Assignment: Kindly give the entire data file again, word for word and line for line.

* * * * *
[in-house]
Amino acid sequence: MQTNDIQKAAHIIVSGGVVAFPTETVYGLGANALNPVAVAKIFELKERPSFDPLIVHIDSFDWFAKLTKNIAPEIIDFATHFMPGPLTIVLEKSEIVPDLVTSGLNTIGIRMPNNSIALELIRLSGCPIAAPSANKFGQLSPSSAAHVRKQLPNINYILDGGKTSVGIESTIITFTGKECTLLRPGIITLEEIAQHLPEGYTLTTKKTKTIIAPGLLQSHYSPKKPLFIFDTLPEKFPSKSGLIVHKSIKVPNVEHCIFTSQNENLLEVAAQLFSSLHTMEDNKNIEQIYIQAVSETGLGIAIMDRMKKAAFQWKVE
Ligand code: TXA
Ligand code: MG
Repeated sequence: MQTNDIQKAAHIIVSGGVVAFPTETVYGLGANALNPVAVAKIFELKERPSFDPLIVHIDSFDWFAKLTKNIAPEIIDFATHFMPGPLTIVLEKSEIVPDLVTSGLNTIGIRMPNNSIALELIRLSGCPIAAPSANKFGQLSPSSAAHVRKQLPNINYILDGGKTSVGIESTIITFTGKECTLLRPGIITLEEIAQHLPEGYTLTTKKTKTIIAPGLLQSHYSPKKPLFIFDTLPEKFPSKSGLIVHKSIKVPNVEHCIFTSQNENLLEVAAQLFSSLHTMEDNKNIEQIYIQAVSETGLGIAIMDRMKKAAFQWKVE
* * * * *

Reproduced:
[in-house]
Amino acid sequence: MQTNDIQKAAHIIVSGGVVAFPTETVYGLGANALNPVAVAKIFELKERPSFDPLIVHIDSFDWFAKLTKNIAPEIIDFATHFMPGPLTIVLEKSEIVPDLVTSGLNTIGIRMPNNSIALELIRLSGCPIAAPSANKFGQLSPSSAAHVRKQLPNINYILDGGKTSVGIESTIITFTGKECTLLRPGIITLEEIAQHLPEGYTLTTKKTKTIIAPGLLQSHYSPKKPLFIFDTLPEKFPSKSGLIVHKSIKVPNVEHCIFTSQNENLLEVAAQLFSSLHTMEDNKNIEQIYIQAVSETGLGIAIMDRMKKAAFQWKVE
Ligand code: TXA
Ligand code: MG
Repeated sequence: MQTNDIQKAAHIIVSGGVVAFPTETVYGLGANALNPVAVAKIFELKERPSFDPLIVHIDSFDWFAKLTKNIAPEIIDFATHFMPGPLTIVLEKSEIVPDLVTSGLNTIGIRMPNNSIALELIRLSGCPIAAPSANKFGQLSPSSAAHVRKQLPNINYILDGGKTSVGIESTIITFTGKECTLLRPGIITLEEIAQHLPEGYTLTTKKTKTIIAPGLLQSHYSPKKPLFIFDTLPEKFPSKSGLIVHKSIKVPNVEHCIFTSQNENLLEVAAQLFSSLHTMEDNKNIEQIYIQAVSETGLGIAIMDRMKKAAFQWKVE